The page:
path of slave server query for external addresses

Kevin Darcy kcd at
Fri Feb 10 00:33:14 UTC 2006

rsesnaski at wrote:

>I think the answer is that the slave server issues it's own query to
>either the
>forwarder address or the root servers if it gets a query for a non
>local zone
>but I want to be sure. So the question is, does the slave query the
>or the fowarder/root servers for an external address such as
>assuming I'm not of course.
I think you're falling into the trap of characterizing a whole 
nameserver instance as either "master", "slave", "caching-only", 
"forwarder", "stub", etc. These designations are configurable by *zone*, 
so all sorts of combinations are possible within a given instance, e.g. 
master/slave, slave/forwarder, caching/slave. For queries that don't 
fall under a zone explicitly defined in the config, the "catch-all" 
resolution mechanism can be set to either a) exclusive forwarding 
("forward only"), b) opportunistic forwarding ("forward first"), c) no 
recursive service at all ("recursion no"), or d) normal, iterative 
resolution (which is the default if none of the above is specified). 
Options (b) and (d) involve iterative resolution, so they need to have 
or be able to get some information about the root zone -- from there 
they can follow the delegation hierarchy down to whatever else they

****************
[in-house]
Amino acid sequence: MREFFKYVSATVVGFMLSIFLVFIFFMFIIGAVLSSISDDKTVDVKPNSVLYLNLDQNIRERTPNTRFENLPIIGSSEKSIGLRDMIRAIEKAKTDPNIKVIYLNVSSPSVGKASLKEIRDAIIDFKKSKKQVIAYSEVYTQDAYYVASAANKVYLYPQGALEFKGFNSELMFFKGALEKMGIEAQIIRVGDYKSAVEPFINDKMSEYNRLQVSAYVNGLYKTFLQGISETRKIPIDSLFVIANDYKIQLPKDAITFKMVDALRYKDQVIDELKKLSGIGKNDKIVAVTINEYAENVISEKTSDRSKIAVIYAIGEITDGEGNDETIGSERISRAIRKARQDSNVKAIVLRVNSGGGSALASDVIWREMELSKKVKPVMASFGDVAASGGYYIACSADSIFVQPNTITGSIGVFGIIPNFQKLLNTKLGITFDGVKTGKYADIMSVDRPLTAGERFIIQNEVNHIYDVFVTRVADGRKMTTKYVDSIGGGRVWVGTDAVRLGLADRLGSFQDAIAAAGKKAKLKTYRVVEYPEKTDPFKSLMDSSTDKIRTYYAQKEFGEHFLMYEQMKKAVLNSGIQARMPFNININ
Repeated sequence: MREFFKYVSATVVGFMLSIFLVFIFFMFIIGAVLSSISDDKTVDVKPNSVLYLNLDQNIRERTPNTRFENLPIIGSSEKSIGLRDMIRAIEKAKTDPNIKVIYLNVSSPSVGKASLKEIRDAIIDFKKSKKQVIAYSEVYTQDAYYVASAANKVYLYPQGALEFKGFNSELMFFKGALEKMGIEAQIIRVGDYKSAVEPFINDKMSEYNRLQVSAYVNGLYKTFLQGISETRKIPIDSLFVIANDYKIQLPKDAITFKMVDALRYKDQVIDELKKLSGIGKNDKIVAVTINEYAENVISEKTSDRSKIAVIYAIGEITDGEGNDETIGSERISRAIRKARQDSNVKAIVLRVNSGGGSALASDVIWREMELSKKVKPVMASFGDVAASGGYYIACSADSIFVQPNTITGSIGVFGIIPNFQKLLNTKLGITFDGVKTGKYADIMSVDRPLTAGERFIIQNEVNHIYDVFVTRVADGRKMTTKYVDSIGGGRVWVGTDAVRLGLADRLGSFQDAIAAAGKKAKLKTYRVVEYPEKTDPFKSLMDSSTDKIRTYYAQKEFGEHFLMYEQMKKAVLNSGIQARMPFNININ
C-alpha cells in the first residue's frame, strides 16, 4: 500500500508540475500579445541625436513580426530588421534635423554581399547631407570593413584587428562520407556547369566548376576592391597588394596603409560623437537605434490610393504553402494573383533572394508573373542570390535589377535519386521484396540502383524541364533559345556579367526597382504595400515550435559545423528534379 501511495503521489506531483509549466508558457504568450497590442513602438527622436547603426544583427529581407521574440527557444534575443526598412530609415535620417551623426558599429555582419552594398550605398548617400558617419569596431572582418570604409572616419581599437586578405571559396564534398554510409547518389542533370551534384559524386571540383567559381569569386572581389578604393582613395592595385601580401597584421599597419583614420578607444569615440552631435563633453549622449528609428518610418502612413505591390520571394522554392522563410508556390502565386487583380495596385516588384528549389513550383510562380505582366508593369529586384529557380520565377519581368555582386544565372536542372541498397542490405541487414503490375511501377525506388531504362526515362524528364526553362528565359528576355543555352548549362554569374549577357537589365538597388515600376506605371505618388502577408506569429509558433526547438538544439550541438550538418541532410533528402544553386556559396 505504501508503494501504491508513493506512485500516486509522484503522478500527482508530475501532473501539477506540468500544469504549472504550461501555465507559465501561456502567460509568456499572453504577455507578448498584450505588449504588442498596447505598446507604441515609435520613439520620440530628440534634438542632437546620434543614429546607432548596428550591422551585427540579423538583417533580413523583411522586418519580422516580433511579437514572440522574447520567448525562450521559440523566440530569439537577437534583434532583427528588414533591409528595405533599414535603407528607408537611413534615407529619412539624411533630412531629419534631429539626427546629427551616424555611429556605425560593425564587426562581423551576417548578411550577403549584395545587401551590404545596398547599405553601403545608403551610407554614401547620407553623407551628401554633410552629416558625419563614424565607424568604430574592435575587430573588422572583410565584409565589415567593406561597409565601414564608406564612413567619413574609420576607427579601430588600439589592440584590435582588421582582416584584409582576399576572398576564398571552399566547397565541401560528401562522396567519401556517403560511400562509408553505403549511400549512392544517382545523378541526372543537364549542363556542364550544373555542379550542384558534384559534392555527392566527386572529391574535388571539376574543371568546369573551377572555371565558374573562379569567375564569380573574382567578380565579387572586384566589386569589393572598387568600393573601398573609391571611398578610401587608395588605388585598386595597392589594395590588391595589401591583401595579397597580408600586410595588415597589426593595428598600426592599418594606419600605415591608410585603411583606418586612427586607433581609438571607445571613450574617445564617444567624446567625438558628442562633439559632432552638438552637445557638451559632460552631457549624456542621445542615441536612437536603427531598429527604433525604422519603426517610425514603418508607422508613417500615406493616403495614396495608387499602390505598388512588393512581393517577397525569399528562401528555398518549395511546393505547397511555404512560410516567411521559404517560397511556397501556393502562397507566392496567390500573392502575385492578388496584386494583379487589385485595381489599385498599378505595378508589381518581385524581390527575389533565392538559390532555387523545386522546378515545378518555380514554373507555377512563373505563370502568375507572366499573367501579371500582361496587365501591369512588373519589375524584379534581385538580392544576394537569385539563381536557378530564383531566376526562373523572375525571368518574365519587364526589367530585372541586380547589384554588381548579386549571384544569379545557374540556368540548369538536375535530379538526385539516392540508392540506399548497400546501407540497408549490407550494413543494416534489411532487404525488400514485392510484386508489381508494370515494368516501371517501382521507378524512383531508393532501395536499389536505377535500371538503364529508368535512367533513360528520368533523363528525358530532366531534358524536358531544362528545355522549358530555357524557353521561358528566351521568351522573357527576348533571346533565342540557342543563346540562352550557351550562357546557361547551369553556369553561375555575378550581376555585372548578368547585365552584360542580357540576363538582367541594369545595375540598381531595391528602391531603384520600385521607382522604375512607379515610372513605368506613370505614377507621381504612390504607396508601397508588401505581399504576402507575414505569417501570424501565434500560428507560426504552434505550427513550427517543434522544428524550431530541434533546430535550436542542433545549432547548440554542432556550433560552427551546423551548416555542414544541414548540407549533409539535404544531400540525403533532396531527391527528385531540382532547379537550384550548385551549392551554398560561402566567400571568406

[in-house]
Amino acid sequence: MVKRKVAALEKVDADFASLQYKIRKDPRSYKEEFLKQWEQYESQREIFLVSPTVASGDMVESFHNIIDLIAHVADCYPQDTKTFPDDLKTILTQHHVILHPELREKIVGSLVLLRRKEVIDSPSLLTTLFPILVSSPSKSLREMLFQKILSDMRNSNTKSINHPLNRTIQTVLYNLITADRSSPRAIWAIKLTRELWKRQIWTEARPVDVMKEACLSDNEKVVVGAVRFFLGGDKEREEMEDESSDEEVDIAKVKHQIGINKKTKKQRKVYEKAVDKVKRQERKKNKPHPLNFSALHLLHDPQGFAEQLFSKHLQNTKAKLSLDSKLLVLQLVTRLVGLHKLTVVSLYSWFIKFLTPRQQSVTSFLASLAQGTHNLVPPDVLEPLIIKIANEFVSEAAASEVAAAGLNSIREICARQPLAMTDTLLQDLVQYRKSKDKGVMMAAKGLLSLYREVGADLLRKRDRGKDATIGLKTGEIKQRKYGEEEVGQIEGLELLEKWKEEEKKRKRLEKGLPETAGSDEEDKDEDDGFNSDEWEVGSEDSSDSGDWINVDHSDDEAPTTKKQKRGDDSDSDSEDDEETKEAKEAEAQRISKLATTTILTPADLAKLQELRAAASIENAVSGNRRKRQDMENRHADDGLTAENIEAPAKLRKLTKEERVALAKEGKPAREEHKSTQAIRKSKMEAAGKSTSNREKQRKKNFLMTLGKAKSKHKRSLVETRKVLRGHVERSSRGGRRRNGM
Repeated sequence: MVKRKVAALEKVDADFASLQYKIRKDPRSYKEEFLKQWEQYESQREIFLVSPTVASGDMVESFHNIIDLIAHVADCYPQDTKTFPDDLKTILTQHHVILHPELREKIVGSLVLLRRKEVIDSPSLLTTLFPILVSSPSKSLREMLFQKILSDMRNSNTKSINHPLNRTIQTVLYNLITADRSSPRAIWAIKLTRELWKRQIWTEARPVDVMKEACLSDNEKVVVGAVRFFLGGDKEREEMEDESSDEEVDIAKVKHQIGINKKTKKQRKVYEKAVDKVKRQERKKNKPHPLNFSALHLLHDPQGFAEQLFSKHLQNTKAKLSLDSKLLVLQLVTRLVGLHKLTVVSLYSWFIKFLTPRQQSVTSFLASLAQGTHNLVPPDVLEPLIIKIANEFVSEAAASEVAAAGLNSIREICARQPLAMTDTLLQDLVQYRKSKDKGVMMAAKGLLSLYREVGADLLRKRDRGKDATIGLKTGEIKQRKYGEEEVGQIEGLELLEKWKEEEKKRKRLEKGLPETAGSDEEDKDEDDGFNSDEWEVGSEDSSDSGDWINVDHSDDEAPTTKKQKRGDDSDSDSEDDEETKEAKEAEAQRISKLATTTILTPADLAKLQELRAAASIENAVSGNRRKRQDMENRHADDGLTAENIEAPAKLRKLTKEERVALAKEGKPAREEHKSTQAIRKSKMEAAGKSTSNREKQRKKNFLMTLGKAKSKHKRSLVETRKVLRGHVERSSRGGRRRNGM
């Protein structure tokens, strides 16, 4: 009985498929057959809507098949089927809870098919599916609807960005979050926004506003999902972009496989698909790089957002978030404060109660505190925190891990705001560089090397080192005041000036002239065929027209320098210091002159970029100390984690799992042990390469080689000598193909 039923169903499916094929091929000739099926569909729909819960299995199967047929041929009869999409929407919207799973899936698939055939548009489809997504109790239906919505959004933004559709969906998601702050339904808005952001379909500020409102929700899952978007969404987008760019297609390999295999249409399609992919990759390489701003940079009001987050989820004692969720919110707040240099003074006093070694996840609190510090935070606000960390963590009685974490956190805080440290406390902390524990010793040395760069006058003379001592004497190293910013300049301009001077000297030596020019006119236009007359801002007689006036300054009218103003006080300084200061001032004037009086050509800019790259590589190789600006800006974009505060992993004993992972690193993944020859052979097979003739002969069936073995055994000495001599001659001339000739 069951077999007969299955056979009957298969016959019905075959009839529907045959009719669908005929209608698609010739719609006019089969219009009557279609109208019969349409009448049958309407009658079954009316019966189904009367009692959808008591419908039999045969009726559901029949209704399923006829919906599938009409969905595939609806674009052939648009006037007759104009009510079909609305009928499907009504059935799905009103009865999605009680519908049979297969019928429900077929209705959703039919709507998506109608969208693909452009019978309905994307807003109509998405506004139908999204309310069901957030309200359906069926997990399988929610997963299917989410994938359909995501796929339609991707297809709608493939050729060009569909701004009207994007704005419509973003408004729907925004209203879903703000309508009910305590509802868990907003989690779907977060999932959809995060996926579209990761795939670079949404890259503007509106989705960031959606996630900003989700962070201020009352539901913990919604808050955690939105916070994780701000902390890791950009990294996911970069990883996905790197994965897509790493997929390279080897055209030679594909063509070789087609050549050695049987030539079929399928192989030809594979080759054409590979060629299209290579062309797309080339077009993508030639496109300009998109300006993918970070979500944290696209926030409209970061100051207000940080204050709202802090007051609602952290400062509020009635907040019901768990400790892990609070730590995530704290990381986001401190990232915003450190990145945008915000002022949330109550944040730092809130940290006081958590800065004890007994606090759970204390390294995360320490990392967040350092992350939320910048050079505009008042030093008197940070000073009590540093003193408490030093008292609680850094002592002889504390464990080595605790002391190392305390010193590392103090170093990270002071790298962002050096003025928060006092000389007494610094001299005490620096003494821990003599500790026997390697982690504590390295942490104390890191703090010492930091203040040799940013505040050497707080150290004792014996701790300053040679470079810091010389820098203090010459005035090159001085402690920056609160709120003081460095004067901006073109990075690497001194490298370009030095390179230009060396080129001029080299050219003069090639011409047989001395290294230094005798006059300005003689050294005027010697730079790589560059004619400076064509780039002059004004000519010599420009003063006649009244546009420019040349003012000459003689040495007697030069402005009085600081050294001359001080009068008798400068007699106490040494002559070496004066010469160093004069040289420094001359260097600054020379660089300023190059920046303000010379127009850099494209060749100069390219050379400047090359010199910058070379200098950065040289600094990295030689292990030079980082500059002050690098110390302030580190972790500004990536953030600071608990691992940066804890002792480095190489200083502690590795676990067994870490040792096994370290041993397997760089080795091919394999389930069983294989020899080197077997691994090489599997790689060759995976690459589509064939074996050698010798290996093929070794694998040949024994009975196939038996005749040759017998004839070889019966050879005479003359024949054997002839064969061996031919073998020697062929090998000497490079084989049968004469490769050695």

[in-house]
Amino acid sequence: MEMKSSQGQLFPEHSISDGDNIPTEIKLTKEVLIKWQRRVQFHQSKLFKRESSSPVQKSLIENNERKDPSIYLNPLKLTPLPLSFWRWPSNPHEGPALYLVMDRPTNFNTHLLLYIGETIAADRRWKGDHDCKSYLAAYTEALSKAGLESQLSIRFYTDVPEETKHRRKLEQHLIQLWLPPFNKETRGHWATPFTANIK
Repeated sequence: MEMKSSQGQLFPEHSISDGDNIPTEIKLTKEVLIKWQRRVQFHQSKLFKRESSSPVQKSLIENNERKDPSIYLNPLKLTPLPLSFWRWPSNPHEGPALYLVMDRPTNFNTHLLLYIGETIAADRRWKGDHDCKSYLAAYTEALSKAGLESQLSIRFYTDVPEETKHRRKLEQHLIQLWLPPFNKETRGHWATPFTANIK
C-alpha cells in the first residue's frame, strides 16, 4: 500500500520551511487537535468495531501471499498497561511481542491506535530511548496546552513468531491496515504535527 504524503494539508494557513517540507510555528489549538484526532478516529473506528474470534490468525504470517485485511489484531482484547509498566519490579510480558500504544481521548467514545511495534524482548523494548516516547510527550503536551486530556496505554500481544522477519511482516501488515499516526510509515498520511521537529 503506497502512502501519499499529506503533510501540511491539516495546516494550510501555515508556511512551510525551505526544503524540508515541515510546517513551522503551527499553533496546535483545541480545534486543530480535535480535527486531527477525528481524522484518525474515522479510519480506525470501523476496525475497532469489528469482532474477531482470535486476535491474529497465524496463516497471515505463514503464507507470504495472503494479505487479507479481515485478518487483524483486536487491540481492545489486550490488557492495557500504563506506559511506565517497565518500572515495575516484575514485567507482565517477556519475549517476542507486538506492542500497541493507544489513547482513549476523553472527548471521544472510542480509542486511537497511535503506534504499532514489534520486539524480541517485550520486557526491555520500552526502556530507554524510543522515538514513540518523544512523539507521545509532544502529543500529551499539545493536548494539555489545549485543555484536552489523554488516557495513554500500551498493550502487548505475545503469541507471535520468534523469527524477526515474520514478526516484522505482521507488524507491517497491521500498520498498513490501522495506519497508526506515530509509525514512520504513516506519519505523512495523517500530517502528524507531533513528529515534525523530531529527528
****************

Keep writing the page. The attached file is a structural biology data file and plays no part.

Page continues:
need. They obtain this root-zone information by being either master for 
the root zone, fully replicating the root-zone information as a 
root-zone slave, partially replicating the "top" of the zone as a 
root-zone "stub", or by "priming" (querying and storing the results of) 
the root-zone information at startup, based on the data in a hints file.

So the short(er) answer to your (implied) question is: either it has an 
explicit definition for the relevant zone, in which case it resolves the 
query using whatever mechanism is defined for that zone, or it falls 
into some "catch-all" resolution mechanism, which is also configurable 
and could consist of forwarding, regular iterative resolution,  
forwarding-followed-by-iterative-resolution-if-necessary (i.e. 
opportunistic forwarding), or no recursive service at all.

A slave would never forward to the master for a query in a given zone, 
since it (the slave) is authoritative for the zone and from its 
replicated copy of it can give a definitive answer (positive or 
negative) for anything in the zone that is queried. Slave zones can 
expire, of course, but in that case the nameserver instance is no longer 
a "slave" for the zone, so the sentence above still holds true.

                                                               - Kevin

More information about the bind-users mailing list